Go to Admin » Appearance » Widgets » and move Gabfire Widget: Social into that MastheadOverlay zone
Over sandwiches in a local pub, a reporter for the Oregonian newspaper interviewed the city manager and finance director of the City of Trillium. In the midst of the worst recession since the Great Depression, this small city in the foothills of Oregon’s Cascades mountain range seemed to be performing an economic miracle. The housing market had collapsed, and other cities were laying off planners and building inspectors. Trillium was not only keeping its small planning and development staff intact, but the department still had a healthy reserve that would allow it to weather several more years of a permit revenue drought. The planners stayed busy updating long range plans, cleaning up the development code, and working with businesses on downtown development. The building official was applying his skills in managing upgrades to city buildings.
Other city councils had just completed a tortuous budget setting process, deciding among the least painful of a set of cuts to staff and programs. In Trillium, programs remained intact, and the city council had actually been able to add to a few programs, confident that the resources would be there in the long term to support them.
While the municipal bond market was in turmoil, Trillium was in the process of issuing a few million dollars in urban renewal bonds (as general obligation bonds, backed by the city’s “full faith and credit”). Standard and Poor’s had just given the bonds a double A rating, the same as for the much larger City of Portland and the State of Oregon itself, and almost unheard of for a city with a population of less than 10,000 people. The rating agency had been impressed both by the level of financial reserves and the city’s financial management policies.
Trillium’s economy was hit as hard as others. In fact, the city had doubled in population in just two decades and much of the local economy was tied to the housing and development industry. That industry was now in shambles. On a per-capita basis, the property tax base (and other revenues) were relatively modest. The only clear difference between Trillium and most other Oregon cities was the way it managed its budget.
The two staff members explained the process to the reporter. Instead of having departments go through the game-playing of a competitive budget request process, the city manager gave each department director a set amount of general tax resources (based on a projection of how much would be available to balance the budget). They were then free to build their own budgets, adding any departmental revenues (fees, grants, etc.) they could, along with 100 percent of any savings carried over from the previous year. They were given complete control over line items and were encouraged to set aside reserves in departmental contingency accounts to handle emergency repairs or cyclical revenues.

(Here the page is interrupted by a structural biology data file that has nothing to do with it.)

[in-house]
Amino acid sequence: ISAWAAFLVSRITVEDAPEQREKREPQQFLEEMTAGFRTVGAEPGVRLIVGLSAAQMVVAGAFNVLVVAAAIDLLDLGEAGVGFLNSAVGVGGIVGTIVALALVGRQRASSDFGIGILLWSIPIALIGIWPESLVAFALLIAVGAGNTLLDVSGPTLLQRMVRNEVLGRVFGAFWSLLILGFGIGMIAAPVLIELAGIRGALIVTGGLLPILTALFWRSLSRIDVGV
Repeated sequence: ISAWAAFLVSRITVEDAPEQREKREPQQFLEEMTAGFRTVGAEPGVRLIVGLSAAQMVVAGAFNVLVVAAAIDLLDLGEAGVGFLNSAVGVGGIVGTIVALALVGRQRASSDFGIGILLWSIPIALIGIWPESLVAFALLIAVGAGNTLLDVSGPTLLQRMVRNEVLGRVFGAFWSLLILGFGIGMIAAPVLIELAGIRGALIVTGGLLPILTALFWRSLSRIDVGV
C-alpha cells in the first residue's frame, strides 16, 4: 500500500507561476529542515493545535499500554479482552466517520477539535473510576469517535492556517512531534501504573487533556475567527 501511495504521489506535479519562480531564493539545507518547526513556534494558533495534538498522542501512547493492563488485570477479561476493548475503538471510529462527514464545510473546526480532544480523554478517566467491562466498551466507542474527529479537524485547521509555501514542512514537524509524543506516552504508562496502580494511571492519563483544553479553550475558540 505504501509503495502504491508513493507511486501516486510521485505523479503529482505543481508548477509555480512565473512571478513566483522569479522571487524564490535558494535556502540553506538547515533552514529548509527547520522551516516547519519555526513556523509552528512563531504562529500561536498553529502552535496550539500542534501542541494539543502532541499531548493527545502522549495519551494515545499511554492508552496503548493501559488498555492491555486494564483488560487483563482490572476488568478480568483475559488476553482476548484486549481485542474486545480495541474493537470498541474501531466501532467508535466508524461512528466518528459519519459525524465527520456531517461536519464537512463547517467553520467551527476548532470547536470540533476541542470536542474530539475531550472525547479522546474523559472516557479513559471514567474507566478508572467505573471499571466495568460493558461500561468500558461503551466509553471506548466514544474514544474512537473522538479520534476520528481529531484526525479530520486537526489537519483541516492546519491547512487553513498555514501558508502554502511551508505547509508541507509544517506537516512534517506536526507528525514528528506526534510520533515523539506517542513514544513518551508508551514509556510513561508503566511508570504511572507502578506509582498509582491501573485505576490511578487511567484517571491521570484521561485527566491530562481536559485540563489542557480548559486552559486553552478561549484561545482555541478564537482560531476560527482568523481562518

Because the operating managers were responsible for both expenditures and their own revenues (including the most volatile sources such as building permits, planning fees, and grants), they were expected to respond directly when expenditures and revenues didn’t behave exactly as projected (the best budget is, after all, nothing more than an educated guess on what the future will hold). This allowed the city to use a 24-month budget period, freeing the staff and city council from the number crunching burden of an annual budget. The city council set overall goals for programs and service levels, but the responsibility for managing the budget was not centralized and was instead delegated to the operating units within the organization.
This made life easier for the city council and executive staff. More surprising, the operating managers liked it, in spite of almost two decades of a fairly severe diet of limited general tax revenues. Rather than spending their energy and creativity figuring out how to out-compete their fellow managers for a share of the budget pie, they instead looked for ways to save money and boost revenues within their own departments. They appreciated having both the responsibility for financial management as well as the authority (and tools) to truly manage their own budgets.
The reporter wasn’t an accountant, but she was familiar with the public spectacle that characterized the budget processes of the state and most other governments. She grasped the way a decentralized budget management system provided built-in mechanisms to monitor and respond to changing economic conditions, and how operating managers had a strong incentive to be as efficient as possible.
“Why,” she asked, “don’t more cities do it this way?”
Why indeed? It is not simply an issue of financial controls and accounting; proper accounting controls can be put in place in both a centralized and decentralized budget management system. It isn’t that local government managers are ignorant of these concepts; several of the principles were highlighted two decades ago in Osborne and Gaebler’s Reinventing Government (under the label “expenditure control budgeting”). It isn’t that city councils enjoy the traditional budget jousting and gamesmanship; most individuals on city councils find the process frustrating and tiresome.
The answer to this question goes to the heart of management theory, and to the history of government management in the United States. To find out why, watch this space for next month’s column.
Author: Scott Lazenby, city manager, City of Sandy, OR and adjunct associate professor, Portland State University. [email protected]